Not quite sure the point you are trying to make.... the company started moving people home starting in about 2005-2006 - it certainly hasn't hurt the stock price....
Since Aetna really started moving people home - the stock is up 120% and they bought two of their six biggest competitors.
All I'm trying to saying is; if they can pay their employees with a perk like sleeping for more than 7 hours a night, then they can pay to keep offices in Hartford . I don't work for them, so I have no idea how their daily operations work. I'm sure tons of work can be done from home, but don't leave Hartford where you've been for decades. Buildings are probably already paid for. I'm just being a homer and don't want more companies leaving Hartford for selfish reasons in which in reality, I'm sure their doing quite fine. I'm sick of the requirements of shareholders requiring 20 -30% profits each quarter at the expense of hard workers and a great city. Decades ago 5-10% each quarter was acceptable.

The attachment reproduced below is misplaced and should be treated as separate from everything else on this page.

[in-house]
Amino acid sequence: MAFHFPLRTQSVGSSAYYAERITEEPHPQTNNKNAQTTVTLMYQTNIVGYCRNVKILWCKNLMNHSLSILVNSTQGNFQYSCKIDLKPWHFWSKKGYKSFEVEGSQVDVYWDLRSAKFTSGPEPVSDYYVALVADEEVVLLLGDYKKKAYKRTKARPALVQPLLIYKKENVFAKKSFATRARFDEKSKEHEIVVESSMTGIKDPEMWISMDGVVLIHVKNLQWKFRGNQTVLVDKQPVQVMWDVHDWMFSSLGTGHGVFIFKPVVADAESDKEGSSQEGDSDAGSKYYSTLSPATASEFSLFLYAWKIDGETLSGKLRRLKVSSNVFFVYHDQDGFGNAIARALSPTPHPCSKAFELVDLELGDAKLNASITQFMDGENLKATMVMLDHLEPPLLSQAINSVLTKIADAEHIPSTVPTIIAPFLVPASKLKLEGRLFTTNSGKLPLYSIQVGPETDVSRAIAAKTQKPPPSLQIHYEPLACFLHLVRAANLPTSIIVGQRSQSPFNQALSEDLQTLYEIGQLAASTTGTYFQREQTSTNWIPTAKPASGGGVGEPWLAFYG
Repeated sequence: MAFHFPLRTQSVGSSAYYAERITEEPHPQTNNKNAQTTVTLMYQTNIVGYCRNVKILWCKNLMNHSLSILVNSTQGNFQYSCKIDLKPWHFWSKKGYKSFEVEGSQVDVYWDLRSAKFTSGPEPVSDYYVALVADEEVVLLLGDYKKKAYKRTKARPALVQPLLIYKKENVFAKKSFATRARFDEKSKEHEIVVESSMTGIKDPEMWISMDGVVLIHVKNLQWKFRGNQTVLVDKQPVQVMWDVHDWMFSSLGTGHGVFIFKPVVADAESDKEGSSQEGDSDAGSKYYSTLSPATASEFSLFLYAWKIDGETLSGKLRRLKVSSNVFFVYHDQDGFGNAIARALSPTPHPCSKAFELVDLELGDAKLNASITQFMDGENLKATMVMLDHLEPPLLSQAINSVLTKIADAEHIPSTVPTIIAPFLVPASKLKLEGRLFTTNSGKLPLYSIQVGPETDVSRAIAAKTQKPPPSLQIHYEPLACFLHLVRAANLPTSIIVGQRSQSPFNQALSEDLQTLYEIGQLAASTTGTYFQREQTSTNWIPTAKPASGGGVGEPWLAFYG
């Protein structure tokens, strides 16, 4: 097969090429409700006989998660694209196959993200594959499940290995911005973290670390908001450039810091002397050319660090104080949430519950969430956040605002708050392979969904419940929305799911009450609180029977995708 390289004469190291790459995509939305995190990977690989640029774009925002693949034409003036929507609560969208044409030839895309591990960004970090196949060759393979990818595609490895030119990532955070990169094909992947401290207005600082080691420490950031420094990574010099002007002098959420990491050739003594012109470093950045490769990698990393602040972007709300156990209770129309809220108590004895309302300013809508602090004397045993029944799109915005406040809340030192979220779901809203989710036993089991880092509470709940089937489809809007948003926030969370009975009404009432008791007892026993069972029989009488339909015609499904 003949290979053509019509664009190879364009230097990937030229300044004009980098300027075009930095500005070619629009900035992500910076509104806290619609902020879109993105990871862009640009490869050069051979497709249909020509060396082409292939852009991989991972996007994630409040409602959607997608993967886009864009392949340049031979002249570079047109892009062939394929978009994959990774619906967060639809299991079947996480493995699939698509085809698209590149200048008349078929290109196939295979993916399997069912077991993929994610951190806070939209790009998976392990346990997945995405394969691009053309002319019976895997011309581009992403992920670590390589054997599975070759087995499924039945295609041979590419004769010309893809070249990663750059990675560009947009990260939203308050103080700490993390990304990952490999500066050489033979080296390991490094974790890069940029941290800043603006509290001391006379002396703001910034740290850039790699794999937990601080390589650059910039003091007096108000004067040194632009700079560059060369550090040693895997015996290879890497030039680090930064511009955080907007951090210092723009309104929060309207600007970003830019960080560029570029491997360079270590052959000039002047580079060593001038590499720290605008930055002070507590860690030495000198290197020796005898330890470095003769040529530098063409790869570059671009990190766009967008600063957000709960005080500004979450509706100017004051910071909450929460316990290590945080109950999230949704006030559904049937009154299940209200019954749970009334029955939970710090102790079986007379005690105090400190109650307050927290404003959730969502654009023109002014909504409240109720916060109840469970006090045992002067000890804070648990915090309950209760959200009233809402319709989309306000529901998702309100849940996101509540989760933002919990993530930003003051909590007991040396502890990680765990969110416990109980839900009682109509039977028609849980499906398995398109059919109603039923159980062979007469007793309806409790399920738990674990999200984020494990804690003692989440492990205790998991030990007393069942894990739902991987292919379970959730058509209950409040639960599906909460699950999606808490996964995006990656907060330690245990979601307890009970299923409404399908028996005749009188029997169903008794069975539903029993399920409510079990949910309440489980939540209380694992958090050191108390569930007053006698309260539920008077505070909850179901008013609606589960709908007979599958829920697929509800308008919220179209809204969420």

They wouldn't leave Hartford. They would move the headquarters.
Help me understand the "if they can pay their employees to sleep more than 7 hours" and the "perk like sleeping for more than 7 hours a night" thought process? They should make them work longer hours?
I saw this on the nightly news on Friday:
Aetna is Paying Employees Up to $300 a Year to Sleep Well - NBC News
Yes as a company that sells wellness programs to employers - they pilot things on their employees.
There is no shortage of data showing employee health leads to an ROI for their employers.
Ahhh - at least I can understand where the comments came from, even though I don't agree w/ your correlation.